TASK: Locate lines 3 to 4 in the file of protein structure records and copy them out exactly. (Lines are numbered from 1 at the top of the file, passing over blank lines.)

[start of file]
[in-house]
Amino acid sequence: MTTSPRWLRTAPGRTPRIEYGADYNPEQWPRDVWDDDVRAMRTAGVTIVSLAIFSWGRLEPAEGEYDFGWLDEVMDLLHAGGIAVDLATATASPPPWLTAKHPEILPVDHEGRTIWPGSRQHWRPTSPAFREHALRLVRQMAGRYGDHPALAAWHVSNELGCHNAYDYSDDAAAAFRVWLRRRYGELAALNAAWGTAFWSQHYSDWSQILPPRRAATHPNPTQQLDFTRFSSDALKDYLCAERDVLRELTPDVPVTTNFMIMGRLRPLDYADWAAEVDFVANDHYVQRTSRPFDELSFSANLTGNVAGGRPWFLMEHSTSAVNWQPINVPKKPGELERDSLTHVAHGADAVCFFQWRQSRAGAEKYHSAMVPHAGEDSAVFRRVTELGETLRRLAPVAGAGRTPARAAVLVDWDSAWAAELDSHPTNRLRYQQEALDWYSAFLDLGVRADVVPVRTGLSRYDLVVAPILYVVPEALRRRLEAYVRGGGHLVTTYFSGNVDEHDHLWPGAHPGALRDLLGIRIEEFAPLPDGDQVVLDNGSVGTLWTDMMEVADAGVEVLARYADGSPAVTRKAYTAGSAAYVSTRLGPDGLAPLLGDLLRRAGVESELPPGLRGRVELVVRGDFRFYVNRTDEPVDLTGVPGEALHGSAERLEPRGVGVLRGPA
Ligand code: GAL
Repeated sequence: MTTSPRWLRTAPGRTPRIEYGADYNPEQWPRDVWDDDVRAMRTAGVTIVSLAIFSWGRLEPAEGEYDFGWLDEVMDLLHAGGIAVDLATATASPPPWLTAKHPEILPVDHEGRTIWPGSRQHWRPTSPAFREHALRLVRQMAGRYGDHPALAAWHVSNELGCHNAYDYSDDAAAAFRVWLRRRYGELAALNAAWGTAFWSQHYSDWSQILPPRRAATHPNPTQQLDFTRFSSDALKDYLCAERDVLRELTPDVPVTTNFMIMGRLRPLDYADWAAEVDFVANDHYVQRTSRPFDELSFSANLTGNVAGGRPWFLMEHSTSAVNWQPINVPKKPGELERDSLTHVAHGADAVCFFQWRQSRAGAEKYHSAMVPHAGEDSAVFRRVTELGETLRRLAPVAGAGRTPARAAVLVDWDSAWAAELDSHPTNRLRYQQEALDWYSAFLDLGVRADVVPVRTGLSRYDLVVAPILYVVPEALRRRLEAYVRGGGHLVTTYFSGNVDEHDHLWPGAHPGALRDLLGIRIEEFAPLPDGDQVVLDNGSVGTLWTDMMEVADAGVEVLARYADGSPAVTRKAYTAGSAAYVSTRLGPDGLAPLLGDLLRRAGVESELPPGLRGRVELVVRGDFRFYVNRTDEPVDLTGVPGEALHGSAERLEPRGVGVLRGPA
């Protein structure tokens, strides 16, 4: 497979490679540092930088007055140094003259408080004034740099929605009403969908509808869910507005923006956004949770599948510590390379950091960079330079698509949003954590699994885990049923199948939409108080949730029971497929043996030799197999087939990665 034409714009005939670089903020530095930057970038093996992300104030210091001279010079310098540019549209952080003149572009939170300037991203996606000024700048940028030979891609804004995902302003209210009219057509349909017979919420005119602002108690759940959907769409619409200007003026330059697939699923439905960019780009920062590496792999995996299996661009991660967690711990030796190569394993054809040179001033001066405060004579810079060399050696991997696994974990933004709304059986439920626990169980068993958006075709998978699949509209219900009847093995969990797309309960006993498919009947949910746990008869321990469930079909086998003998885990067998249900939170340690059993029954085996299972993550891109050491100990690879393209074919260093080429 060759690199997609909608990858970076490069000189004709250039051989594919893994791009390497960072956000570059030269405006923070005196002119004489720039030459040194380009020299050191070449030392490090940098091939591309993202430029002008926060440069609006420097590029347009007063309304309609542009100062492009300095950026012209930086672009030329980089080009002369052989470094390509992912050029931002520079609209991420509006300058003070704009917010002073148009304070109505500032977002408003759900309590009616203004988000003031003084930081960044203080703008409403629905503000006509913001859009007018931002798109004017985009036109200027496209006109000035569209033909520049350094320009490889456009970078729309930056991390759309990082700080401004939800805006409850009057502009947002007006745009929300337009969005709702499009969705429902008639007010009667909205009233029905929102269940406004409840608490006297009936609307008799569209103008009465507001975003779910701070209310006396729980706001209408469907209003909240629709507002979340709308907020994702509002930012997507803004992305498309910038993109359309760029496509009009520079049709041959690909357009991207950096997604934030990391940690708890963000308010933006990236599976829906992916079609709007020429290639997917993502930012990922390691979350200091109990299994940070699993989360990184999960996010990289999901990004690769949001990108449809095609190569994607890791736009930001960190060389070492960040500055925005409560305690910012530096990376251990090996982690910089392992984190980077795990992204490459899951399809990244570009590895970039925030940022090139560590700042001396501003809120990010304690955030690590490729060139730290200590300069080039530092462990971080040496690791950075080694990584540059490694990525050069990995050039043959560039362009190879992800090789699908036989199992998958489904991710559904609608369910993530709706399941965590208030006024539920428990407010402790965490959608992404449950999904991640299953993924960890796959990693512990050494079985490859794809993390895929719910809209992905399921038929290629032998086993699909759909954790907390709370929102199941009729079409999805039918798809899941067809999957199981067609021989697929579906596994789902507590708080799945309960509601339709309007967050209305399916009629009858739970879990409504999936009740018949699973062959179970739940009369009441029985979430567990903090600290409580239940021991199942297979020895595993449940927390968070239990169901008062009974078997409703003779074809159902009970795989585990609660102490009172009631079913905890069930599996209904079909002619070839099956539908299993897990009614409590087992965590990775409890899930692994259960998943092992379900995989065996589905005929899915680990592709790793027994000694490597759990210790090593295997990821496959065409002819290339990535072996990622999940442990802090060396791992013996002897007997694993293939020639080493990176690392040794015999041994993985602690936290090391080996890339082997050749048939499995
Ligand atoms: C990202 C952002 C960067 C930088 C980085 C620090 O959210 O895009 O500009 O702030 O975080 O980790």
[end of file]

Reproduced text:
Ligand code: GAL
Repeated sequence: MTTSPRWLRTAPGRTPRIEYGADYNPEQWPRDVWDDDVRAMRTAGVTIVSLAIFSWGRLEPAEGEYDFGWLDEVMDLLHAGGIAVDLATATASPPPWLTAKHPEILPVDHEGRTIWPGSRQHWRPTSPAFREHALRLVRQMAGRYGDHPALAAWHVSNELGCHNAYDYSDDAAAAFRVWLRRRYGELAALNAAWGTAFWSQHYSDWSQILPPRRAATHPNPTQQLDFTRFSSDALKDYLCAERDVLRELTPDVPVTTNFMIMGRLRPLDYADWAAEVDFVANDHYVQRTSRPFDELSFSANLTGNVAGGRPWFLMEHSTSAVNWQPINVPKKPGELERDSLTHVAHGADAVCFFQWRQSRAGAEKYHSAMVPHAGEDSAVFRRVTELGETLRRLAPVAGAGRTPARAAVLVDWDSAWAAELDSHPTNRLRYQQEALDWYSAFLDLGVRADVVPVRTGLSRYDLVVAPILYVVPEALRRRLEAYVRGGGHLVTTYFSGNVDEHDHLWPGAHPGALRDLLGIRIEEFAPLPDGDQVVLDNGSVGTLWTDMMEVADAGVEVLARYADGSPAVTRKAYTAGSAAYVSTRLGPDGLAPLLGDLLRRAGVESELPPGLRGRVELVVRGDFRFYVNRTDEPVDLTGVPGEALHGSAERLEPRGVGVLRGPA